Congressman Mike Fitzpatrick, R-8, who previously questioned tax credits given to wind energy companies, has introduced legislation that would extend, and then phase out such credits.
Speaking at a manufacturing summit in Hatfield Township on Thursday, Fitzpatrick said the Production Tax Credit Certainty and Phase-Out Act of 2013 would provide a “level playing field” to the wind energy industry, while at the same time setting an end date to subsidies for the industry.
“It’s really important that we have a level playing field so that all industries in the energy sector can compete against each other, and it will be a fair competition,” he said. “That’s really what will benefit consumers.”
The bill would extend production tax credits for six years, then phase them out over another six years. The credits, introduced in 1992 and renewed in 2008 and again last year, are set to expire Dec. 31.
In a statement, David Flitterman, chairman of Bensalem-based wind energy company Gamesa North America, praised Fitzpatrick’s leadership.
“Clearly, he understands the environmental and economic benefits of wind energy,” Flitterman said.
The American Wind Energy Association also commended Fitzpatrick’s legislation.
“We thank Congressman Fitzpatrick for his support of the American wind industry and the thousands of local manufacturing jobs that it brings,” spokeswoman Lindsay North said in an email. “His legislation, as part of a comprehensive tax reform bill, could provide the wind industry with much-needed predictability and allow for longer-term planning and investment into future U.S. projects. Rep. Fitzpatrick understands that like any productive business, the wind industry needs to have the rules of the road clearly defined so that developers and manufacturers can make smart, pro-growth business decisions.”
Under the production tax credit, or PTC, program, wind farm developers receive a 2-cent credit for every kilowatt hour produced for the first 10 years. For a 40-turbine farm producing 200 million kilowatt hours a year, that equals a $4-million tax credit, or $40 million over 10 years.
Extending the credit became a part of the fiscal cliff budget battles last year. Fearing the credit wouldn’t be renewed, wind energy companies rushed to complete new farms by the end of 2012 and held back on plans to build new ones, causing a slowdown in business.
Anticipating the slowdown, Gamesa – which at one time employed several hundred at its wind turbine manufacturing plant in Falls – laid off 92 employees last year. Today, it has less than 50 workers there, said company spokesman David Rosenberg.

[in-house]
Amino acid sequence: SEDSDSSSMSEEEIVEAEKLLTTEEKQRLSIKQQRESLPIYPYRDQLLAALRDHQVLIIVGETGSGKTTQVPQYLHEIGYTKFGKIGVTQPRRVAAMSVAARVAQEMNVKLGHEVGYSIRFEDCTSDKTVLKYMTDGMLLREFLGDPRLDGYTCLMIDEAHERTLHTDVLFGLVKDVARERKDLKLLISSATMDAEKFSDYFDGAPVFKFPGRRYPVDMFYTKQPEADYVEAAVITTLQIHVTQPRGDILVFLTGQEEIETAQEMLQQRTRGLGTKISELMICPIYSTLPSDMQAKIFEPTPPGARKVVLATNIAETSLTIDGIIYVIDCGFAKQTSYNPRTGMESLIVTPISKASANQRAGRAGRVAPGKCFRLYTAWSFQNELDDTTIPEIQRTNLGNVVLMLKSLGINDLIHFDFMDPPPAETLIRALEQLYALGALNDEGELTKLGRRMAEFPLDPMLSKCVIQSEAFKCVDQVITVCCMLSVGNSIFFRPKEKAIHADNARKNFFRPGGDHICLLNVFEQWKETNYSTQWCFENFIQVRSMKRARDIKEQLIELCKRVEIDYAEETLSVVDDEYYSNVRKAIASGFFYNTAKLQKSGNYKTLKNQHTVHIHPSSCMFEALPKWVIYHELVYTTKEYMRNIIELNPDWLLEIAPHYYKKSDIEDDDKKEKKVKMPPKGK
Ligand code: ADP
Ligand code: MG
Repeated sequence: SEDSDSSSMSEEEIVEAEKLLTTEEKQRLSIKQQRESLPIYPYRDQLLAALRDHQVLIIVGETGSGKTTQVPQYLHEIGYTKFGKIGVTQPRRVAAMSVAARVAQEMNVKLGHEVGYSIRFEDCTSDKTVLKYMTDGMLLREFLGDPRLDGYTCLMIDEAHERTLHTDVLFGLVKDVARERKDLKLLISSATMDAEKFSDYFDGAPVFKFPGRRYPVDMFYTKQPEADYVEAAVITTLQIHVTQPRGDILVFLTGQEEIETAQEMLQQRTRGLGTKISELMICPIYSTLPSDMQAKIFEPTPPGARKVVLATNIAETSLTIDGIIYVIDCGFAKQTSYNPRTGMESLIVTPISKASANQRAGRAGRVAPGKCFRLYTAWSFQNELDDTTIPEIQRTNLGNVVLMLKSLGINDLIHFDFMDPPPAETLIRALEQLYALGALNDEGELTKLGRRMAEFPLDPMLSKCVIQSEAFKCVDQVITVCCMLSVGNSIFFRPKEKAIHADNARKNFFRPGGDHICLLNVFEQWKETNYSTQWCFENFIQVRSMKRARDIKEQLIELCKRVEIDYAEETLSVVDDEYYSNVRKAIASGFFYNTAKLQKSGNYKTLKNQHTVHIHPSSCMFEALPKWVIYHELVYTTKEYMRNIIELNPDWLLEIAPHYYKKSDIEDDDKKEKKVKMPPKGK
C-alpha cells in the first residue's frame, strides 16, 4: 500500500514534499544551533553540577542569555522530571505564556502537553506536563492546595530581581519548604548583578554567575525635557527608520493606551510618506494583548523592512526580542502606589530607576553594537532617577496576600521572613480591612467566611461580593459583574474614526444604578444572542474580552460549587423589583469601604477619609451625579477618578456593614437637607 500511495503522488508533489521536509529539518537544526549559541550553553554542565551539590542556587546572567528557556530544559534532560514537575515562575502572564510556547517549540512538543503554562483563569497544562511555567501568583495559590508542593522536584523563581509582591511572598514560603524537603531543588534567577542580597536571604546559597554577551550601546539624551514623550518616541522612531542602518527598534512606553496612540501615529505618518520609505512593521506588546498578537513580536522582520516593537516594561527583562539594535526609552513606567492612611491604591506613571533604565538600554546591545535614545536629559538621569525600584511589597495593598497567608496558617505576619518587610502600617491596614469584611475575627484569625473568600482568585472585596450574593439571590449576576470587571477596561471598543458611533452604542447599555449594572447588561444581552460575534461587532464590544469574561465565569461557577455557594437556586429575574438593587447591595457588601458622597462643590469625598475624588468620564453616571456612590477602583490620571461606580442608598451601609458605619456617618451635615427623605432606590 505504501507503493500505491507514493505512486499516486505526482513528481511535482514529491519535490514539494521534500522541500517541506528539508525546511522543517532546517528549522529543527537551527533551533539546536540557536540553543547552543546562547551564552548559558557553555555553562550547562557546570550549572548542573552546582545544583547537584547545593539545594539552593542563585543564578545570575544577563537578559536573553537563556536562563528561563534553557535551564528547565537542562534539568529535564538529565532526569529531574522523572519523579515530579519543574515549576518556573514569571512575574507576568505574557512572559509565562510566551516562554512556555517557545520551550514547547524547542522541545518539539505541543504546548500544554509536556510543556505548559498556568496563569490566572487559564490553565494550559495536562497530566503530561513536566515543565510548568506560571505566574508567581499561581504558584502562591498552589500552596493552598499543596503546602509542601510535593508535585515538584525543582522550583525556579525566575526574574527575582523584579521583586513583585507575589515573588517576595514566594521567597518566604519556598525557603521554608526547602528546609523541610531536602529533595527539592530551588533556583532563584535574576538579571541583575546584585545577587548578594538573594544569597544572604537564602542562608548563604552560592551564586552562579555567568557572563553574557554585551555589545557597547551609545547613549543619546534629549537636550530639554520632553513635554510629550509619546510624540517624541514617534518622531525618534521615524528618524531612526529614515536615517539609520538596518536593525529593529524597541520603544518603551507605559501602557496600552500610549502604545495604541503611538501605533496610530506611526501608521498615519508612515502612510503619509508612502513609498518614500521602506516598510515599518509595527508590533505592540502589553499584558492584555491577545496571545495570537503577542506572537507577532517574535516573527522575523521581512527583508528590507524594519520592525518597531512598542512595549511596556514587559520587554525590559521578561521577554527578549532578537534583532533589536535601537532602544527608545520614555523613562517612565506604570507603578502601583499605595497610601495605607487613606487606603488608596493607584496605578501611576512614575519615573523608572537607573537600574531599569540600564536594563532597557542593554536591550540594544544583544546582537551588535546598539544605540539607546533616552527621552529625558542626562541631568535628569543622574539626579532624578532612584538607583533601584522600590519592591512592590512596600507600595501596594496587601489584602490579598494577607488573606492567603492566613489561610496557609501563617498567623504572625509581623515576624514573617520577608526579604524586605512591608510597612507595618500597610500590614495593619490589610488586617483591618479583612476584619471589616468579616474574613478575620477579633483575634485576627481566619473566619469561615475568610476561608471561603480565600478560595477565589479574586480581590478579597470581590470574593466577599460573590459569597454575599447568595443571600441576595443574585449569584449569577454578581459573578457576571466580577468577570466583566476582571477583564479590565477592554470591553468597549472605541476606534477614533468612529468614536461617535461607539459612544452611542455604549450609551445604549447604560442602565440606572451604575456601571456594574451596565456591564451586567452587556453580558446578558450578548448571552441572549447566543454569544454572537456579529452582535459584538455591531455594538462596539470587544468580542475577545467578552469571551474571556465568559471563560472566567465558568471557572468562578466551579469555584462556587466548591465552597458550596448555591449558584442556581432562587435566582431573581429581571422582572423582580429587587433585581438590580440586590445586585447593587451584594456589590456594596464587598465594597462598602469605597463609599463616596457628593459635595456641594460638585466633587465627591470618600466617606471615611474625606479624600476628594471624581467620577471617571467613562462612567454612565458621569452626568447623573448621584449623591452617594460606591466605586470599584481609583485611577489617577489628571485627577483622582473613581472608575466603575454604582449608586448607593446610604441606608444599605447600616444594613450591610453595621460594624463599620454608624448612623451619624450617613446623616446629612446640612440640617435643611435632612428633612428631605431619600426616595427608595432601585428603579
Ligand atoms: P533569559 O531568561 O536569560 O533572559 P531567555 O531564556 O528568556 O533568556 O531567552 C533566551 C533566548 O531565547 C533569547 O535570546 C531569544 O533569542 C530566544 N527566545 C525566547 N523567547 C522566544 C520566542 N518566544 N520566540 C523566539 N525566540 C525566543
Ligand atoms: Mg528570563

“Everything is playing out as we expected,” he said. “We thought this would be a very difficult year, but we see an improvement in 2014.”
Fitzpatrick said the measure, introduced shortly before Congress left for its August recess, will do away with the uncertainty impacting the industry.
“I believe that if you truly support an all-of-the-above energy policy, you have to let all the sectors compete against each other on a level playing field,” he said. “That playing field isn’t level today. And it hasn’t become level making policies on a year-to-year basis.”
Rosenberg called Fitzpatrick’s bill a “responsible compromise” between those who want a permanent tax credit, and those who want no credit at all. Six years, he said, would be enough time for the industry to develop technology that will reduce costs and make wind energy more competitive with other energy sources, like natural gas.
“There’s about 80,000 people involved in this industry; these jobs didn’t exist 10 years ago,” Rosenberg said. “The bill ensures these 80,000 jobs remain certain and can grow, yet at the same time enables the industry to do what it needs to do so it can ultimately go forward without the need for the PTC at the end of six years.”
Fitzpatrick said that by extending the tax credit, wind energy companies will have the certainty needed to make long-term business decisions. Phasing it out ensures an end to the government support. He also said the bill will play into efforts to simplify and streamline the nation’s tax code.
“I believe that the federal government should not be subsidizing any of the energy sectors,” the 8th District Republican said. “Unfortunately, the federal government, Democrats and Republicans, over a long period of time, have tried to pick winners and losers in the marketplace. I don’t think it’s worked out very well for us. It hasn’t as taxpayers, and it hasn’t made us energy independent.”
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